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Maybe Aliens Are Too Busy Mind-Hacking to Make First Contact

The Munich-based animation studio Kurz Gesagt takes a shot at solving the Fermi paradox.

To paraphrase Douglas Adams: Space is big. Really big. Given that reality, it seems utterly preposterous that Earth might be the only planet, among the billions of worlds in our galaxy alone, to support life. But if the Milky Way is really teeming with all kinds of alien civilizations, then why haven't we ever encountered any of them?

That question is the central thrust of the Fermi paradox, which is explained in delightfully cartoonish detail in a two-part series from Kurz Gesagt—the second installment of which was just posted today.


This nonprofit animation studio is named after the German phrase for "in a nutshell," and they have quickly developed a devoted online fanbase with their info-rich science explainers. In this follow-up to their original Fermi paradox rundown, the creative team speculates about why contact with alien life has so far eluded us.

The narrator opens with the most obvious answer—space travel is intellectually challenging and life-threatening—but quickly moves on to a host of weirder and less intuitive possibilities. For example, the video suggests that advanced civilizations might eschew interstellar conquest in favor of creating uploading their minds into a "Matrioshka brain," a kind of theoretical megastructure that channels solar energy into unparalleled supercomputing ability.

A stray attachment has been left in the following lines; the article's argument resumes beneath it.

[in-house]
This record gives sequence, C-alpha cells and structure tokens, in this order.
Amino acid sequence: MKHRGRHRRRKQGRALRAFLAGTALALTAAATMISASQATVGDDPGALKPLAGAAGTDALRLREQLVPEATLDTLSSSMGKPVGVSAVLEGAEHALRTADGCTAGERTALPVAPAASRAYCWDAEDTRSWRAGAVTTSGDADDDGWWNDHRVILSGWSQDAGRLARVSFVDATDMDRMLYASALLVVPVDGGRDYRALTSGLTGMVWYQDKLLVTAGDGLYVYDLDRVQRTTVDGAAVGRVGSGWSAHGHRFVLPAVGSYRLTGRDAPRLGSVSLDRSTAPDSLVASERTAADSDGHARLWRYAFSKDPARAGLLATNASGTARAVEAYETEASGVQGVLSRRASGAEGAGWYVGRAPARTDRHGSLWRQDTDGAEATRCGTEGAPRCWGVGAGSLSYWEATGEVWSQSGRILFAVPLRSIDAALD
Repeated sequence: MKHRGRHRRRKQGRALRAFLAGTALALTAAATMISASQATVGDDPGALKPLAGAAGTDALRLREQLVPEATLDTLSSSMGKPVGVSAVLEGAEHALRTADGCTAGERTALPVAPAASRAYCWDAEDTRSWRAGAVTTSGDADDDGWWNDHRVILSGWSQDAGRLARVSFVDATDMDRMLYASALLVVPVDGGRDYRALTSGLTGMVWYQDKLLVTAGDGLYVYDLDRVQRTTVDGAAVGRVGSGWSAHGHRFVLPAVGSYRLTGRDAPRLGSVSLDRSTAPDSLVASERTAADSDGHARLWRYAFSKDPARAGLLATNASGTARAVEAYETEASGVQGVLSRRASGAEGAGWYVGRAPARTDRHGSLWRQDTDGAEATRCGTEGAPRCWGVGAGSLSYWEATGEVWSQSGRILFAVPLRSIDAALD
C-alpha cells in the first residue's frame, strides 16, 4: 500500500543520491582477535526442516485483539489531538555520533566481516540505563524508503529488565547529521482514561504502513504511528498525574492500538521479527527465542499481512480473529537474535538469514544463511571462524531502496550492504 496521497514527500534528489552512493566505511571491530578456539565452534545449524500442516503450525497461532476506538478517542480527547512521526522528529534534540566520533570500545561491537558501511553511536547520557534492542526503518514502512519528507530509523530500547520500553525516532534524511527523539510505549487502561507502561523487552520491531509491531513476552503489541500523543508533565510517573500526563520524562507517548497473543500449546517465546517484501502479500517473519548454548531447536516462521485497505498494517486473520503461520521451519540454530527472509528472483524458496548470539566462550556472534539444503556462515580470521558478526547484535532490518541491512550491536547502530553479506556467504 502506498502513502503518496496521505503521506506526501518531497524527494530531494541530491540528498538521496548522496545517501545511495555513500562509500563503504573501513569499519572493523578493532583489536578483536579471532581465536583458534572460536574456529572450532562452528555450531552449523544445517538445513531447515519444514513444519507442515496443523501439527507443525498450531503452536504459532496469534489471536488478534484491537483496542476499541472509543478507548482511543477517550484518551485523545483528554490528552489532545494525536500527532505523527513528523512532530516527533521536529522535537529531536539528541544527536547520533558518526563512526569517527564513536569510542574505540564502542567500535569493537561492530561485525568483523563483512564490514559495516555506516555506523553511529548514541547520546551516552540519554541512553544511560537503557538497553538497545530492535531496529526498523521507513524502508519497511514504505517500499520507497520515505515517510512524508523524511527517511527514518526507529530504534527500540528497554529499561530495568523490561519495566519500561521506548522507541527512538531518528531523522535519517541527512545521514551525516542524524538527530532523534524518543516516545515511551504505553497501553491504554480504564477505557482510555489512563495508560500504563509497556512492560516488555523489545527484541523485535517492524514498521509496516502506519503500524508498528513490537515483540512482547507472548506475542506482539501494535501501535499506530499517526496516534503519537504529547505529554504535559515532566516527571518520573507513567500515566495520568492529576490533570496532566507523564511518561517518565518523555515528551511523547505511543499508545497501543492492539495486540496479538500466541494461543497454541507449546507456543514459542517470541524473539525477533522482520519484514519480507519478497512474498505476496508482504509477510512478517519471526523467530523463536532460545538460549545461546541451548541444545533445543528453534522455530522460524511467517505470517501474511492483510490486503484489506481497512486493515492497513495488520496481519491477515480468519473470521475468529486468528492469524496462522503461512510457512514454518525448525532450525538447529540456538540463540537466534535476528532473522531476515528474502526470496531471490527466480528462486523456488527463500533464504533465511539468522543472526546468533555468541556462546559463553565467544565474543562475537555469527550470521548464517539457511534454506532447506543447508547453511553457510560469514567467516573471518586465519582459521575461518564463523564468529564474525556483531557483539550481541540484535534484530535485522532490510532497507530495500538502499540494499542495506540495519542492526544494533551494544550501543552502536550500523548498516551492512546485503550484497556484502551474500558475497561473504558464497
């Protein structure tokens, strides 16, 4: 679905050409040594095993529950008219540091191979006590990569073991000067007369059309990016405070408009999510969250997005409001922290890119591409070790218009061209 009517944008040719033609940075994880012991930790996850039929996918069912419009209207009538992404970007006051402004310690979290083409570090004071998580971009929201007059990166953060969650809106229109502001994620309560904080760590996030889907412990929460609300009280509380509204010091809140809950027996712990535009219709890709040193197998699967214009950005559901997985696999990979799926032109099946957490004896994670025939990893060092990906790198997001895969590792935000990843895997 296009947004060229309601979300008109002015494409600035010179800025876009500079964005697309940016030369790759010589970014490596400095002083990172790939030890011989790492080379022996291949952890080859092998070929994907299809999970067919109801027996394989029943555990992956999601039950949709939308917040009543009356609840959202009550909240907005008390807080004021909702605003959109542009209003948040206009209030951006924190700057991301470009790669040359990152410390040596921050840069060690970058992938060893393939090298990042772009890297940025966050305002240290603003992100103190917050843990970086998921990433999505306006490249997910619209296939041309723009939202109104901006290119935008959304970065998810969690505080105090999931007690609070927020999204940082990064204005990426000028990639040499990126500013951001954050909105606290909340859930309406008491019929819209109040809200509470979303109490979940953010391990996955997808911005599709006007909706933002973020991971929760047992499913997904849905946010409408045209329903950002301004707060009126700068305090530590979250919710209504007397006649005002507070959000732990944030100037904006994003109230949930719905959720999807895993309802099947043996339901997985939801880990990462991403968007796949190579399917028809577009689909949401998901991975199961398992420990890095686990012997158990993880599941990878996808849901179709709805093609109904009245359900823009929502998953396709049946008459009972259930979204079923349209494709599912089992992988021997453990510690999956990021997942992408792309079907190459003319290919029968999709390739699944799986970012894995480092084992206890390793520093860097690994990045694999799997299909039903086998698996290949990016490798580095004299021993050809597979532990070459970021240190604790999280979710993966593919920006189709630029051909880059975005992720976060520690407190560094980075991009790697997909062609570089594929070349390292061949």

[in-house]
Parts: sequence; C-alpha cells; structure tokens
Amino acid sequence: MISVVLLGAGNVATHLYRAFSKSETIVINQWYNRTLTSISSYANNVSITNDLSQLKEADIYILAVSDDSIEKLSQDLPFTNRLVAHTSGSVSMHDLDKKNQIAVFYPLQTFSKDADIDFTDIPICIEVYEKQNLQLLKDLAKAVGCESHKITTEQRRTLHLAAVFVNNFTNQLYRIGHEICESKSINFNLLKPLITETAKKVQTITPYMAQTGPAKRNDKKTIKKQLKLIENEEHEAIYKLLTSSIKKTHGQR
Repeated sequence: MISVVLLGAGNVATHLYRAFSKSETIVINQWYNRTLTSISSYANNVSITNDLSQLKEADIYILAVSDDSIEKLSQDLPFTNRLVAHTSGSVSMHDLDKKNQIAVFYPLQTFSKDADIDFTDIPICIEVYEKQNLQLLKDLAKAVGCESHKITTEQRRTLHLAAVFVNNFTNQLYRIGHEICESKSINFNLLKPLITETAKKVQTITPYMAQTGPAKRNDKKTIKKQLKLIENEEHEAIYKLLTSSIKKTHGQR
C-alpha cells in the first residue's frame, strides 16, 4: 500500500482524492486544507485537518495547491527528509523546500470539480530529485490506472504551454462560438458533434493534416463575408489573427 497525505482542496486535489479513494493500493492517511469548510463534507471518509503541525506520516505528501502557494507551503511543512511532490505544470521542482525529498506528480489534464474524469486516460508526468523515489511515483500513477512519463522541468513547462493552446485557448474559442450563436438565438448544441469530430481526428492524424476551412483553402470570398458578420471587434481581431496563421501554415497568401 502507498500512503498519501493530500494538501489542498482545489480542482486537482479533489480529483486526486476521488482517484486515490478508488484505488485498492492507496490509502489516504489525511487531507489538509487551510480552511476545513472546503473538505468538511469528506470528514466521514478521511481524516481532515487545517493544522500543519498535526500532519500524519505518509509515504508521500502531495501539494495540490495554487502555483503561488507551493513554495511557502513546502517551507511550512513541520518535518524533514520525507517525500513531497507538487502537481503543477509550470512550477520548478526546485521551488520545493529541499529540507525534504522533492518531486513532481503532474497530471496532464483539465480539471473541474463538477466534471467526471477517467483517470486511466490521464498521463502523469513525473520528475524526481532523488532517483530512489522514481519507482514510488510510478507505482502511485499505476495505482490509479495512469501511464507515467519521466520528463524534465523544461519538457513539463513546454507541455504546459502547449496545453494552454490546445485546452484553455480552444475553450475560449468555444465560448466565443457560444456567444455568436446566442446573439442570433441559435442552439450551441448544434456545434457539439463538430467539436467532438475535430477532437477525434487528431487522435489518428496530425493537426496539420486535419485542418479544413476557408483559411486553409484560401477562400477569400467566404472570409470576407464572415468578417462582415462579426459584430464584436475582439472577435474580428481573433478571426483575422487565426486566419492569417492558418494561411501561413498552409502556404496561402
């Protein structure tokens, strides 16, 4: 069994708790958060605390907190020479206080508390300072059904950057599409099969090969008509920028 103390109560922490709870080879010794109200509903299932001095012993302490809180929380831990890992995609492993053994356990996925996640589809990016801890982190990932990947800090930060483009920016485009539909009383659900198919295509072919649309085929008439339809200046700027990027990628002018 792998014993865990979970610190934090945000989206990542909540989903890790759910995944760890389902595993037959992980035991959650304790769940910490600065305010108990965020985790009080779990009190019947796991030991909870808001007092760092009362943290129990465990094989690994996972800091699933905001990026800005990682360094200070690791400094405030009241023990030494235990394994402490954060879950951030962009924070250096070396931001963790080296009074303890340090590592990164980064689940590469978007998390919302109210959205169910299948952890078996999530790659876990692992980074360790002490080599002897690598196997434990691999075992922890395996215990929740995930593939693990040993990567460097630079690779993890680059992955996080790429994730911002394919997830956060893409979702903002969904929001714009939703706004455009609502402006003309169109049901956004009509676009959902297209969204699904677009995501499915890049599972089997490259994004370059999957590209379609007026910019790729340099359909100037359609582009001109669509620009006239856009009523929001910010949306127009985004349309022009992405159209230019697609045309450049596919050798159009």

"A computer of such computing power that an entire species could upload their consciousness and exist in a simulated universe," explains Kurz Gesagt. "Potentially one could experience an eternity of pure ecstasies without ever being bored or sad—the perfect life."

"If built around a red dwarf, this computer could be powered for up to 10 trillion years," the narrator adds. "Who would want to conquer the galaxy or make contact with other lifeforms if this were an option?"

It's a compelling question, enhanced by Kurz Gesagt's playful barrage of pop culture references and visual gags. Watch out for the adorable versions of Mass Effect's Reapers, for example, or the alien spaceship gauge that controls "liquid dinosaurs." Though humans haven't yet solved great cosmic mysteries like the Fermi paradox, this series makes it abundantly clear that joyfully riffing about it is a great way to pass the time until we do.